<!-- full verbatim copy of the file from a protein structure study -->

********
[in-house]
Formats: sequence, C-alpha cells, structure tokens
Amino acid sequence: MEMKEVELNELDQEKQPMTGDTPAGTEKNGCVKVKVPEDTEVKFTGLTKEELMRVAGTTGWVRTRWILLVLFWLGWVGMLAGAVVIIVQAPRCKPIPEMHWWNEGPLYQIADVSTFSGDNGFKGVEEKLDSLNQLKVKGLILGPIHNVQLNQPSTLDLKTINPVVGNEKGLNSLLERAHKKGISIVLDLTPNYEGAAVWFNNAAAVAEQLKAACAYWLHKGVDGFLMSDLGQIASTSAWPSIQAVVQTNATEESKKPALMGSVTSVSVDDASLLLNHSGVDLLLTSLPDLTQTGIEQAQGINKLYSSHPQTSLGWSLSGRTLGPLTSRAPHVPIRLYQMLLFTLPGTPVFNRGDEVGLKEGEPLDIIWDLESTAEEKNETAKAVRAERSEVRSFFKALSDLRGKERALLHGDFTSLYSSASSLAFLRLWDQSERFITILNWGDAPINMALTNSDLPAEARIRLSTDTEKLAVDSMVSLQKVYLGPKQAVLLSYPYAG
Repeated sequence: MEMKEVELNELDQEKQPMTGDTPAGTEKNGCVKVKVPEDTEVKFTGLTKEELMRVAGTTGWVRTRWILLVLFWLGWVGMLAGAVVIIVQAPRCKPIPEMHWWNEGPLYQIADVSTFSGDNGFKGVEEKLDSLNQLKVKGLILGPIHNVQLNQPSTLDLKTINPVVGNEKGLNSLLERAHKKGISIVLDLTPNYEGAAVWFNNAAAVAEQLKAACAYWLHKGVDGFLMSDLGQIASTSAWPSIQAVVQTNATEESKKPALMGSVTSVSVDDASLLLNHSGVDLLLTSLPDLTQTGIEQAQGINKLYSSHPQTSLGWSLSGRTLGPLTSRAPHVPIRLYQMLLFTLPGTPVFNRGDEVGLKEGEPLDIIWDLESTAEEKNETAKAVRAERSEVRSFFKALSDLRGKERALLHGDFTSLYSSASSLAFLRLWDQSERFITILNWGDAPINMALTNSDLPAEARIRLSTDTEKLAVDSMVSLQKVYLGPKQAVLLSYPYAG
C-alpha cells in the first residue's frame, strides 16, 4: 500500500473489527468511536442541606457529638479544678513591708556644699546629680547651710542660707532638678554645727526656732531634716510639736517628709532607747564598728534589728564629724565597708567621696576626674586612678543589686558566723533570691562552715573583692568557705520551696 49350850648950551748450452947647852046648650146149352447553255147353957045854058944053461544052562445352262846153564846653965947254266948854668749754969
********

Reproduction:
[in-house]
Formats: sequence, C-alpha cells, structure tokens
Amino acid sequence: MEMKEVELNELDQEKQPMTGDTPAGTEKNGCVKVKVPEDTEVKFTGLTKEELMRVAGTTGWVRTRWILLVLFWLGWVGMLAGAVVIIVQAPRCKPIPEMHWWNEGPLYQIADVSTFSGDNGFKGVEEKLDSLNQLKVKGLILGPIHNVQLNQPSTLDLKTINPVVGNEKGLNSLLERAHKKGISIVLDLTPNYEGAAVWFNNAAAVAEQLKAACAYWLHKGVDGFLMSDLGQIASTSAWPSIQAVVQTNATEESKKPALMGSVTSVSVDDASLLLNHSGVDLLLTSLPDLTQTGIEQAQGINKLYSSHPQTSLGWSLSGRTLGPLTSRAPHVPIRLYQMLLFTLPGTPVFNRGDEVGLKEGEPLDIIWDLESTAEEKNETAKAVRAERSEVRSFFKALSDLRGKERALLHGDFTSLYSSASSLAFLRLWDQSERFITILNWGDAPINMALTNSDLPAEARIRLSTDTEKLAVDSMVSLQKVYLGPKQAVLLSYPYAG
Repeated sequence: MEMKEVELNELDQEKQPMTGDTPAGTEKNGCVKVKVPEDTEVKFTGLTKEELMRVAGTTGWVRTRWILLVLFWLGWVGMLAGAVVIIVQAPRCKPIPEMHWWNEGPLYQIADVSTFSGDNGFKGVEEKLDSLNQLKVKGLILGPIHNVQLNQPSTLDLKTINPVVGNEKGLNSLLERAHKKGISIVLDLTPNYEGAAVWFNNAAAVAEQLKAACAYWLHKGVDGFLMSDLGQIASTSAWPSIQAVVQTNATEESKKPALMGSVTSVSVDDASLLLNHSGVDLLLTSLPDLTQTGIEQAQGINKLYSSHPQTSLGWSLSGRTLGPLTSRAPHVPIRLYQMLLFTLPGTPVFNRGDEVGLKEGEPLDIIWDLESTAEEKNETAKAVRAERSEVRSFFKALSDLRGKERALLHGDFTSLYSSASSLAFLRLWDQSERFITILNWGDAPINMALTNSDLPAEARIRLSTDTEKLAVDSMVSLQKVYLGPKQAVLLSYPYAG
C-alpha cells in the first residue's frame, strides 16, 4: 500500500473489527468511536442541606457529638479544678513591708556644699546629680547651710542660707532638678554645727526656732531634716510639736517628709532607747564598728534589728564629724565597708567621696576626674586612678543589686558566723533570691562552715573583692568557705520551696 49350850648950551748450452947647852046648650146149352447553255147353957045854058944053461544052562445352262846153564846653965947254266948854668749754969